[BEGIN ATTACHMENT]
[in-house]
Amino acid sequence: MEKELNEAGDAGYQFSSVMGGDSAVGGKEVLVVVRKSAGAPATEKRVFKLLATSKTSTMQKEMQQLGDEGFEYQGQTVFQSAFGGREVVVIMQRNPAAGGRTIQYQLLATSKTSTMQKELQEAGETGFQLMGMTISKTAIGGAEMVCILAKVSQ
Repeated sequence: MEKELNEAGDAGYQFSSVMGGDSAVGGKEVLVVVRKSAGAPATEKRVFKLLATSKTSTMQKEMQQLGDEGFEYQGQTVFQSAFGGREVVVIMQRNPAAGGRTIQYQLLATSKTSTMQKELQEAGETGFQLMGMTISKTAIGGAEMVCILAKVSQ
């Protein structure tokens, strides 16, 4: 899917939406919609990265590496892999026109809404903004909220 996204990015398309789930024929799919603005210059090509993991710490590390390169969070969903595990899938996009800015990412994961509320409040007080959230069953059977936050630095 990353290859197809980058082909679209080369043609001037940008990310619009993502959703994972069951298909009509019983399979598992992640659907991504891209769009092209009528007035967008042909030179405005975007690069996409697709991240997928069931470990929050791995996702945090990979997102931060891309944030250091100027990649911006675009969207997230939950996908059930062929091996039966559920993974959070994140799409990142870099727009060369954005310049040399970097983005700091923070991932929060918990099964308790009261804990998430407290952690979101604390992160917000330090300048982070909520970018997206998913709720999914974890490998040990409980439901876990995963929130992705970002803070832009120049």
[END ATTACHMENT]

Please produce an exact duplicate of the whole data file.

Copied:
[in-house]
Amino acid sequence: MEKELNEAGDAGYQFSSVMGGDSAVGGKEVLVVVRKSAGAPATEKRVFKLLATSKTSTMQKEMQQLGDEGFEYQGQTVFQSAFGGREVVVIMQRNPAAGGRTIQYQLLATSKTSTMQKELQEAGETGFQLMGMTISKTAIGGAEMVCILAKVSQ
Repeated sequence: MEKELNEAGDAGYQFSSVMGGDSAVGGKEVLVVVRKSAGAPATEKRVFKLLATSKTSTMQKEMQQLGDEGFEYQGQTVFQSAFGGREVVVIMQRNPAAGGRTIQYQLLATSKTSTMQKELQEAGETGFQLMGMTISKTAIGGAEMVCILAKVSQ
């Protein structure tokens, strides 16, 4: 899917939406919609990265590496892999026109809404903004909220 996204990015398309789930024929799919603005210059090509993991710490590390390169969070969903595990899938996009800015990412994961509320409040007080959230069953059977936050630095 990353290859197809980058082909679209080369043609001037940008990310619009993502959703994972069951298909009509019983399979598992992640659907991504891209769009092209009528007035967008042909030179405005975007690069996409697709991240997928069931470990929050791995996702945090990979997102931060891309944030250091100027990649911006675009969207997230939950996908059930062929091996039966559920993974959070994140799409990142870099727009060369954005310049040399970097983005700091923070991932929060918990099964308790009261804990998430407290952690979101604390992160917000330090300048982070909520970018997206998913709720999914974890490998040990409980439901876990995963929130992705970002803070832009120049």